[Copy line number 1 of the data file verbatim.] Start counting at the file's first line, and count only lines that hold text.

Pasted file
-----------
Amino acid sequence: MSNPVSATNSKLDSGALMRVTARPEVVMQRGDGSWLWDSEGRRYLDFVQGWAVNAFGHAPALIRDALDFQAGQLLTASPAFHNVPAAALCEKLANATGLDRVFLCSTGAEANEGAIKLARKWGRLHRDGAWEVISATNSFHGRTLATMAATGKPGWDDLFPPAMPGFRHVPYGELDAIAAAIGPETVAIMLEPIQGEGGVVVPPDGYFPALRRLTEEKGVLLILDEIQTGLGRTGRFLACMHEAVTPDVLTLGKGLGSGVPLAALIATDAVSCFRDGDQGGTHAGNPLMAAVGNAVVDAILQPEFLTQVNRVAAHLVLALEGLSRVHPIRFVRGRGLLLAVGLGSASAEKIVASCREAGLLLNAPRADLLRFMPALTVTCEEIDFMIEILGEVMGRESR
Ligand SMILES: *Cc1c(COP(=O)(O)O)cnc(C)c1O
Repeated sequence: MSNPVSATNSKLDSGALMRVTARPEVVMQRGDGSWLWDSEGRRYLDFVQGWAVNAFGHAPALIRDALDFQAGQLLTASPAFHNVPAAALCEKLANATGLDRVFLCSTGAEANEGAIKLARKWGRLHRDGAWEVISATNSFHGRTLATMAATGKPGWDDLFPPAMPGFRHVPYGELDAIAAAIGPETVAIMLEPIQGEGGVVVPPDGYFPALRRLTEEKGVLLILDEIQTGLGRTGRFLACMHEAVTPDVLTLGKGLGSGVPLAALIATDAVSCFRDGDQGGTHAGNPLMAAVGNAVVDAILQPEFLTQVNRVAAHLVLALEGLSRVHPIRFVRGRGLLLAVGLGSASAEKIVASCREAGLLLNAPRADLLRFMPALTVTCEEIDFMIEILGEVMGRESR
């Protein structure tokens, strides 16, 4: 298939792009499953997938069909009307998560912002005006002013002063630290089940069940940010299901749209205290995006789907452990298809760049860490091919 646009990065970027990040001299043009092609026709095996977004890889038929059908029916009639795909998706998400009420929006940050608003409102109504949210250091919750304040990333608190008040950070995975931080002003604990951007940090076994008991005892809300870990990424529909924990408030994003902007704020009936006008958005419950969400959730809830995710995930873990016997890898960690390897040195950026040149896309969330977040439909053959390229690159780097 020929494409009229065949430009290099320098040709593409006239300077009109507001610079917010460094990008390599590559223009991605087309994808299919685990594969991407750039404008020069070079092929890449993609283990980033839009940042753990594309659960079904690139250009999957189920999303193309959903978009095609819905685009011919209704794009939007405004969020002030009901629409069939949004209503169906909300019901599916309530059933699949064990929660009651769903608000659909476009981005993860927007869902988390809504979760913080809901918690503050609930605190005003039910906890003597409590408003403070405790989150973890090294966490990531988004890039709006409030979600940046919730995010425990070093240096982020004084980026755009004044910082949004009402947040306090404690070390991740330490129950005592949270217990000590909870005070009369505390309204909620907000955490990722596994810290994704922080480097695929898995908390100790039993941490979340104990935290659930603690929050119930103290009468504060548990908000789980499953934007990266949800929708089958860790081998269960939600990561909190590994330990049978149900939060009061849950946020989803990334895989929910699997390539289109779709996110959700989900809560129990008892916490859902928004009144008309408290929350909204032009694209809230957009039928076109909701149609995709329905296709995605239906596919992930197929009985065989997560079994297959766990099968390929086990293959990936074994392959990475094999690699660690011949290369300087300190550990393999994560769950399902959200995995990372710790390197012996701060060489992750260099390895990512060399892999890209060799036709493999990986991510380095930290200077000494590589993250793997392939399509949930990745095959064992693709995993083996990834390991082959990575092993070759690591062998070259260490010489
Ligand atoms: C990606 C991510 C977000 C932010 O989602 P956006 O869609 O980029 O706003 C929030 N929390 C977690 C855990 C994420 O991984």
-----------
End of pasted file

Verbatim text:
Amino acid sequence: MSNPVSATNSKLDSGALMRVTARPEVVMQRGDGSWLWDSEGRRYLDFVQGWAVNAFGHAPALIRDALDFQAGQLLTASPAFHNVPAAALCEKLANATGLDRVFLCSTGAEANEGAIKLARKWGRLHRDGAWEVISATNSFHGRTLATMAATGKPGWDDLFPPAMPGFRHVPYGELDAIAAAIGPETVAIMLEPIQGEGGVVVPPDGYFPALRRLTEEKGVLLILDEIQTGLGRTGRFLACMHEAVTPDVLTLGKGLGSGVPLAALIATDAVSCFRDGDQGGTHAGNPLMAAVGNAVVDAILQPEFLTQVNRVAAHLVLALEGLSRVHPIRFVRGRGLLLAVGLGSASAEKIVASCREAGLLLNAPRADLLRFMPALTVTCEEIDFMIEILGEVMGRESR